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11 October 2005

last big creationism decision of the US Supreme Court

Science teachers Don Aguillard and Susan Epperson

... from the website of the Montana
American Civil Liberties Union -- just about the only website Vleeptron could find which gave Aguillard a human identity. In 1968, Epperson successfully fought to have a similar Arkansas law declared unconstitutional. Aguillard was one of many teachers, parents and religious figures who sued the Louisiana law, but the case is named for him because his last name begins with A.

"Creationism is alive and well
among biology teachers."

-- Don Aguillard

If Vleeptron has been relying a little heavily lately on Wikipedia, it's because

* Wikipedia is cool

* Wikipedia (as Vleeptron understands its policies on intellectual property) wants all its information to be freely distributed (credited to Wikipedia, of course) throughout Cyberspace.

* Wikipedia likes and encourages controversy, and has an internal mechanism for dealing with controversial topics, hot potatoes, fistfights, flame wars, etc.

Very often, if a Wikipedia article says

The Moon is made of Green Cheese.

Down at the bottom, Wikipedia will add something like

This topic is DISPUTED. X believes the Moon is made of Halvah. Y believes the Moon is made of Madonna's used undergarments. Z believes the Moon is made of Yellow Cheese.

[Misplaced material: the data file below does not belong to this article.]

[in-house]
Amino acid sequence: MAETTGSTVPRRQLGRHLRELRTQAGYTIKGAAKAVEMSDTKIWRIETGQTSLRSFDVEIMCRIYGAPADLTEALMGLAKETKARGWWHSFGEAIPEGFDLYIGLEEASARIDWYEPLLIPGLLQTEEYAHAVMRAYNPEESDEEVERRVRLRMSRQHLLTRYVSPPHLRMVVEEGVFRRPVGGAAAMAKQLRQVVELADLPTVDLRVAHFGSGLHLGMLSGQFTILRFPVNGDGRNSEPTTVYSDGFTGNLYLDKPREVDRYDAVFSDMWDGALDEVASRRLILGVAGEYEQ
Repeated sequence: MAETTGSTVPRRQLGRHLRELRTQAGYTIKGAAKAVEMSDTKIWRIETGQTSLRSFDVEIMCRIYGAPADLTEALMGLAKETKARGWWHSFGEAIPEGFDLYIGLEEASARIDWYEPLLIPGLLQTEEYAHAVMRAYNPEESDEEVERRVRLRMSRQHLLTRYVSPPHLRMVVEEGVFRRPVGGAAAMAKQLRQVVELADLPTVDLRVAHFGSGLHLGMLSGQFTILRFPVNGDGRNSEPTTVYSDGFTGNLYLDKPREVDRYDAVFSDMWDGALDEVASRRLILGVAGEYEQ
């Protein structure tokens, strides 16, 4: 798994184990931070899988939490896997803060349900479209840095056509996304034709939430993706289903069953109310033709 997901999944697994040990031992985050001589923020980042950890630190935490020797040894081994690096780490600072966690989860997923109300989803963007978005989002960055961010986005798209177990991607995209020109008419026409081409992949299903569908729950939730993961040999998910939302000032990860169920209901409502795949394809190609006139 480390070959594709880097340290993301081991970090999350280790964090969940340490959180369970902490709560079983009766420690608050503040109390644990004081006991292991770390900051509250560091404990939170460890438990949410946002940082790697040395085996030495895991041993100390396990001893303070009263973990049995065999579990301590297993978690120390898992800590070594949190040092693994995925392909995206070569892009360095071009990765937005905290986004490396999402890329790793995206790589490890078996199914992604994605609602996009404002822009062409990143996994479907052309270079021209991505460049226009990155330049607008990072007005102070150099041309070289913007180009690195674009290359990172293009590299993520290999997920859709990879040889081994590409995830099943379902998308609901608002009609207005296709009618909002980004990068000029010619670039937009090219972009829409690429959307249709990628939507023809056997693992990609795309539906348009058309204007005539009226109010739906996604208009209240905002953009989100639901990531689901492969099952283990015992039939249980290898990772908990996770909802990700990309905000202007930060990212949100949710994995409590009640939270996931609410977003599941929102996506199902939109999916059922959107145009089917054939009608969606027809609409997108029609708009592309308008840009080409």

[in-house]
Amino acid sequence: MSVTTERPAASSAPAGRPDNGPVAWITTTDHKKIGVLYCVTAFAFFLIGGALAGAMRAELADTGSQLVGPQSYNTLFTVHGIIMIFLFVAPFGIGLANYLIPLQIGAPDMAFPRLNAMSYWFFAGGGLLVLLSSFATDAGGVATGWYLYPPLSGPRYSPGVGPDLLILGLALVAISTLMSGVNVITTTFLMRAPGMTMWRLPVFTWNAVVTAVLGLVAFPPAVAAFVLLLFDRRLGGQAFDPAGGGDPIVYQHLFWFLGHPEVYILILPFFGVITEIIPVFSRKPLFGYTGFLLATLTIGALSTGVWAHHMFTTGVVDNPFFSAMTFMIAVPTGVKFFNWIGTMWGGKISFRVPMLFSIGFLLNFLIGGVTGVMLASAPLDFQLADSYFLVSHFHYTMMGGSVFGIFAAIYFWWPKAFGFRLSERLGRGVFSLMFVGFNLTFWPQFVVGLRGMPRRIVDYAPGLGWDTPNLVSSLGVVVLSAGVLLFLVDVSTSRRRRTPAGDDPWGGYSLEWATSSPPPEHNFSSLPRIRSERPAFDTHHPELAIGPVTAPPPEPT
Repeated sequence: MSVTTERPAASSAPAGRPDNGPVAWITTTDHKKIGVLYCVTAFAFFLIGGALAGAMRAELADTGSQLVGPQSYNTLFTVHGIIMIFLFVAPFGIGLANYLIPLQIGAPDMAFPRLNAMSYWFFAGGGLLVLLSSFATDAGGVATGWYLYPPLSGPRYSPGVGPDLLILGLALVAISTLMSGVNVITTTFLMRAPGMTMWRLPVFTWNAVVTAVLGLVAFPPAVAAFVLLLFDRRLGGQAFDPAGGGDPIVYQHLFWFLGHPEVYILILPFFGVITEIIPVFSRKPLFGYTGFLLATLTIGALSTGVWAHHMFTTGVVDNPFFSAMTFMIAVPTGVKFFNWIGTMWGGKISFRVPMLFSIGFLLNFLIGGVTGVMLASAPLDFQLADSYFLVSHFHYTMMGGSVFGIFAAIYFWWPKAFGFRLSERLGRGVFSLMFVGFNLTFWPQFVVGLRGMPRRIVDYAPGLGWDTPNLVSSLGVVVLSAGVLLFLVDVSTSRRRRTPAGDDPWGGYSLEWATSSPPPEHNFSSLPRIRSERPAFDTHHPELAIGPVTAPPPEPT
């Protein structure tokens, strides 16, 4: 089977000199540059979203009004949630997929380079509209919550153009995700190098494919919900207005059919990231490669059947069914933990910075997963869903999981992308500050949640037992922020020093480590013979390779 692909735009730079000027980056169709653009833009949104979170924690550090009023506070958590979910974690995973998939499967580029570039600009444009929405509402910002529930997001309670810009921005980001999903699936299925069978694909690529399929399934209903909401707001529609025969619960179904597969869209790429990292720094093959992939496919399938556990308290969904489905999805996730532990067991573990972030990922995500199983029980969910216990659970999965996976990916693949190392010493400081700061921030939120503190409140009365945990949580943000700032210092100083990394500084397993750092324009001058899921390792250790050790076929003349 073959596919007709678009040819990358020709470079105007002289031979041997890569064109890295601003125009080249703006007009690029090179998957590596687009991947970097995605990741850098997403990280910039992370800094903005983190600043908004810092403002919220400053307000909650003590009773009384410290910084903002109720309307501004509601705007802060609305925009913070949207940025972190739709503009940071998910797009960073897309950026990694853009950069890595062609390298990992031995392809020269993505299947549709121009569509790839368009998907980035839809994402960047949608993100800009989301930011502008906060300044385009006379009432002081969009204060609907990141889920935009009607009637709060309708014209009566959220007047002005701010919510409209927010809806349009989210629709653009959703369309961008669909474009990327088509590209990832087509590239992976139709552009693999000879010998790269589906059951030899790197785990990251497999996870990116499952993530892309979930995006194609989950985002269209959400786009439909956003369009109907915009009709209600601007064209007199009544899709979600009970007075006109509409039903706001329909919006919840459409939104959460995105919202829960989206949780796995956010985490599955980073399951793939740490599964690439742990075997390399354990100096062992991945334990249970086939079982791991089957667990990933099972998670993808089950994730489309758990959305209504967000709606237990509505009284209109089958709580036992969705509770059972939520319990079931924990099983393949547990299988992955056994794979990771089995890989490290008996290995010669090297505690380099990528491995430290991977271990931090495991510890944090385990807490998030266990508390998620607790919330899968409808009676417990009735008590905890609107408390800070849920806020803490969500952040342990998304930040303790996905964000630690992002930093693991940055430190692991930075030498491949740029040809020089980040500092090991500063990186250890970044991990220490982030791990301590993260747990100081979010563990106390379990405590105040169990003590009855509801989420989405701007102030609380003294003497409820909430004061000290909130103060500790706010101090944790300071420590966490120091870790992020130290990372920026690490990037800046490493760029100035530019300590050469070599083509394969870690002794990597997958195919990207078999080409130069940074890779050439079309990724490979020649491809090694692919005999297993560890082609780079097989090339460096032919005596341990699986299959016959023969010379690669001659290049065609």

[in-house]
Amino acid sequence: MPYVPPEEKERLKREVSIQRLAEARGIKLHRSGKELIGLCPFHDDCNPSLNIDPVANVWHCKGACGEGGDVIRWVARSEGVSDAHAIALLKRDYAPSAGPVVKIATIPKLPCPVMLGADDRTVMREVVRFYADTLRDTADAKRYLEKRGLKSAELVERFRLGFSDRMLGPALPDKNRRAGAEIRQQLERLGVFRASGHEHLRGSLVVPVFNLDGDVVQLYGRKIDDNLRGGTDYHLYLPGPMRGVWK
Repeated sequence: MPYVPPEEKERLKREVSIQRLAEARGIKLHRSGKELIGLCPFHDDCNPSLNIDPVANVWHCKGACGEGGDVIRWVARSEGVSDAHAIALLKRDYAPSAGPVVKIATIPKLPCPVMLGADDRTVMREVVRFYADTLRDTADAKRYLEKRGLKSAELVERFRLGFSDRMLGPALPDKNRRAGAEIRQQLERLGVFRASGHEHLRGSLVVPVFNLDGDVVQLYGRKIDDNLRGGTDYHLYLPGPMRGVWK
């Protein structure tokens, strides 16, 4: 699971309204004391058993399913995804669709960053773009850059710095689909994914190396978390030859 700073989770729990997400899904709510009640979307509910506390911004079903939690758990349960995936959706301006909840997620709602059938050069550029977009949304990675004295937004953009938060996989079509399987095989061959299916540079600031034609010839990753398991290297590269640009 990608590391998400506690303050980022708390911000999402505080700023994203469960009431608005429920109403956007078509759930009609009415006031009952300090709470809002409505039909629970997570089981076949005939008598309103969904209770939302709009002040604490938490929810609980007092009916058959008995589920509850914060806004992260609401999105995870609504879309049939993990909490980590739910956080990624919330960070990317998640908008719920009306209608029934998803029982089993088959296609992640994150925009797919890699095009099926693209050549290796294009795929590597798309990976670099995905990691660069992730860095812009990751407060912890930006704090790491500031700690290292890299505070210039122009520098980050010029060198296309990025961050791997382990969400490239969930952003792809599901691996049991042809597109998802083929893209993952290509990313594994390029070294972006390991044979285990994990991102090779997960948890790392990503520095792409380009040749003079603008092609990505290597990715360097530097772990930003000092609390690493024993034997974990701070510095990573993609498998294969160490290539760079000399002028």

And Wikipedia provides links to websites that give opposing viewpoints. Wikipedia also invites individual idiots like me to add to or complain about its treatment of just about any topic.

Now on all this Creationism / Intelligent Design Stuph ...

Vleeptron is gonna give all youse people a break and NOT republish the actual mega-boring US Supreme Court (SCOTUS) Decision about Creationism called Edwards v. Aguillard.

(Edwards was the Governor of Louisiana -- and a realllllly colorful guy, with lots of girlfriends and parties and corruption and other kinds of Naughty Cajun Fun. As for his stance on Creationism -- if Creationism was what his voters wanted, Creationism was what Edwards was gonna give 'em. He liked to keep all his voters Happy. Laissez les bontemps roullez!)

Edwards v. Aguillard
From Wikipedia, the free encyclopedia.

Edwards v. Aguillard, 482 U.S. 578 (1987) was a case heard by the Supreme Court of the United States. The Court ruled that a law requiring that creation science be taught every time evolution was taught was unconstitutional

[VLEEPTRON EXTRA: And therefore Null & Void, unenforceable, an Un-Law.]

because the law was specifically intended to advance a particular religion. At the same time, however, it held that "teaching a variety of scientific theories about the origins of humankind to school children might be validly done with the clear secular intent of enhancing the effectiveness of science instruction."

In support of Aguillard, 72 Nobel prize-winning scientists, 17 state academies of science, and 7 other scientific organizations filed an amicus

[amicus = amicus curiæ = "Friend of the Court" ... not a party to the lawsuit, but "friendly observers and experts" offering useful information to the judges.]

brief which described creation science as being composed of religious tenets.


Creationists had often sought to advance their agenda through the use of legislation. Opponents of creationism countered by getting the courts to abolish such legislation on the basis that they violated the establishment clause of the US constitution, which forbids the government from advancing a particular religion. Indeed the Scopes Trial of 1925 [Tennessee] had originally been intended to be appealed on this basis.